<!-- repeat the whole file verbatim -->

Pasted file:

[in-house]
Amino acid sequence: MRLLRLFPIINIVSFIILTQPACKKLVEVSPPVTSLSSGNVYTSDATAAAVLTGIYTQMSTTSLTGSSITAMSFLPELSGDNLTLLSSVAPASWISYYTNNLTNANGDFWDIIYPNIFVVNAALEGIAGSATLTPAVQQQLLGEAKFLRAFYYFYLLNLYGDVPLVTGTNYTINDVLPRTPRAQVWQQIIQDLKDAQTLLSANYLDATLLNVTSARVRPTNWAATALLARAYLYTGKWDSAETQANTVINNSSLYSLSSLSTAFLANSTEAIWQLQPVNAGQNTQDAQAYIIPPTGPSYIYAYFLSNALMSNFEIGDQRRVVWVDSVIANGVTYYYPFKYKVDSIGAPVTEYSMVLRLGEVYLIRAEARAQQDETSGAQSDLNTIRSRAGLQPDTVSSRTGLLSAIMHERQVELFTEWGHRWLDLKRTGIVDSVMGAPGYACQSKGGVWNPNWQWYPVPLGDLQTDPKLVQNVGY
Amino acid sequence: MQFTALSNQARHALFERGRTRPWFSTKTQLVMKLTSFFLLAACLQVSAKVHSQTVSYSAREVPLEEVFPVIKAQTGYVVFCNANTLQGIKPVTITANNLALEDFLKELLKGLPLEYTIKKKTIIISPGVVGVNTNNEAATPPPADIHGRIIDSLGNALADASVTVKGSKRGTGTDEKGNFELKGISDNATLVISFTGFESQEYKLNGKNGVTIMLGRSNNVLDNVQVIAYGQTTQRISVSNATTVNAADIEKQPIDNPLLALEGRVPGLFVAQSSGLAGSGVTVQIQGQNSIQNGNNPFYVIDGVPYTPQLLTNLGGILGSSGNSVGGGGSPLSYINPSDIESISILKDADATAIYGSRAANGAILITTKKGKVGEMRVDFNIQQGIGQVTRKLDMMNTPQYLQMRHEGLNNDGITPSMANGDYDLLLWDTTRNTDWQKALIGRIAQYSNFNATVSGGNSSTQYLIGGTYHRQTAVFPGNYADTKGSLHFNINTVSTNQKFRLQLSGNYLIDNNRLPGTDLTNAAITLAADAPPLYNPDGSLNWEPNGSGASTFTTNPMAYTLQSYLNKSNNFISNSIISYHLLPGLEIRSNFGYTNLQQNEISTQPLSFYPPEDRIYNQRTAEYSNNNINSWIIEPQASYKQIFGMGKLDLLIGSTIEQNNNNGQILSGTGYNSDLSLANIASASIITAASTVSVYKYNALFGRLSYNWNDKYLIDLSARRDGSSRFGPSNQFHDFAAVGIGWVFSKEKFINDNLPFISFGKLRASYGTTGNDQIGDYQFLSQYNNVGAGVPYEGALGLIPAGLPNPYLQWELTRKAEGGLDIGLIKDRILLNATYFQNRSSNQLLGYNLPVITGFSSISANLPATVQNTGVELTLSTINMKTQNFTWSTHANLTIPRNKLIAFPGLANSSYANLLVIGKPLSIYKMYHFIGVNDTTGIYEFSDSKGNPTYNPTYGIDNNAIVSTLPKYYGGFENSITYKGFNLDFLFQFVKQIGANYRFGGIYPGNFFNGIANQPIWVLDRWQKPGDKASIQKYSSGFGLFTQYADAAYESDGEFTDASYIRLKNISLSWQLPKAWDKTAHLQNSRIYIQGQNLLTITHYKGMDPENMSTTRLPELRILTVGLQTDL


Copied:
[in-house]
Amino acid sequence: MRLLRLFPIINIVSFIILTQPACKKLVEVSPPVTSLSSGNVYTSDATAAAVLTGIYTQMSTTSLTGSSITAMSFLPELSGDNLTLLSSVAPASWISYYTNNLTNANGDFWDIIYPNIFVVNAALEGIAGSATLTPAVQQQLLGEAKFLRAFYYFYLLNLYGDVPLVTGTNYTINDVLPRTPRAQVWQQIIQDLKDAQTLLSANYLDATLLNVTSARVRPTNWAATALLARAYLYTGKWDSAETQANTVINNSSLYSLSSLSTAFLANSTEAIWQLQPVNAGQNTQDAQAYIIPPTGPSYIYAYFLSNALMSNFEIGDQRRVVWVDSVIANGVTYYYPFKYKVDSIGAPVTEYSMVLRLGEVYLIRAEARAQQDETSGAQSDLNTIRSRAGLQPDTVSSRTGLLSAIMHERQVELFTEWGHRWLDLKRTGIVDSVMGAPGYACQSKGGVWNPNWQWYPVPLGDLQTDPKLVQNVGY
Amino acid sequence: MQFTALSNQARHALFERGRTRPWFSTKTQLVMKLTSFFLLAACLQVSAKVHSQTVSYSAREVPLEEVFPVIKAQTGYVVFCNANTLQGIKPVTITANNLALEDFLKELLKGLPLEYTIKKKTIIISPGVVGVNTNNEAATPPPADIHGRIIDSLGNALADASVTVKGSKRGTGTDEKGNFELKGISDNATLVISFTGFESQEYKLNGKNGVTIMLGRSNNVLDNVQVIAYGQTTQRISVSNATTVNAADIEKQPIDNPLLALEGRVPGLFVAQSSGLAGSGVTVQIQGQNSIQNGNNPFYVIDGVPYTPQLLTNLGGILGSSGNSVGGGGSPLSYINPSDIESISILKDADATAIYGSRAANGAILITTKKGKVGEMRVDFNIQQGIGQVTRKLDMMNTPQYLQMRHEGLNNDGITPSMANGDYDLLLWDTTRNTDWQKALIGRIAQYSNFNATVSGGNSSTQYLIGGTYHRQTAVFPGNYADTKGSLHFNINTVSTNQKFRLQLSGNYLIDNNRLPGTDLTNAAITLAADAPPLYNPDGSLNWEPNGSGASTFTTNPMAYTLQSYLNKSNNFISNSIISYHLLPGLEIRSNFGYTNLQQNEISTQPLSFYPPEDRIYNQRTAEYSNNNINSWIIEPQASYKQIFGMGKLDLLIGSTIEQNNNNGQILSGTGYNSDLSLANIASASIITAASTVSVYKYNALFGRLSYNWNDKYLIDLSARRDGSSRFGPSNQFHDFAAVGIGWVFSKEKFINDNLPFISFGKLRASYGTTGNDQIGDYQFLSQYNNVGAGVPYEGALGLIPAGLPNPYLQWELTRKAEGGLDIGLIKDRILLNATYFQNRSSNQLLGYNLPVITGFSSISANLPATVQNTGVELTLSTINMKTQNFTWSTHANLTIPRNKLIAFPGLANSSYANLLVIGKPLSIYKMYHFIGVNDTTGIYEFSDSKGNPTYNPTYGIDNNAIVSTLPKYYGGFENSITYKGFNLDFLFQFVKQIGANYRFGGIYPGNFFNGIANQPIWVLDRWQKPGDKASIQKYSSGFGLFTQYADAAYESDGEFTDASYIRLKNISLSWQLPKAWDKTAHLQNSRIYIQGQNLLTITHYKGMDPENMSTTRLPELRILTVGLQTDL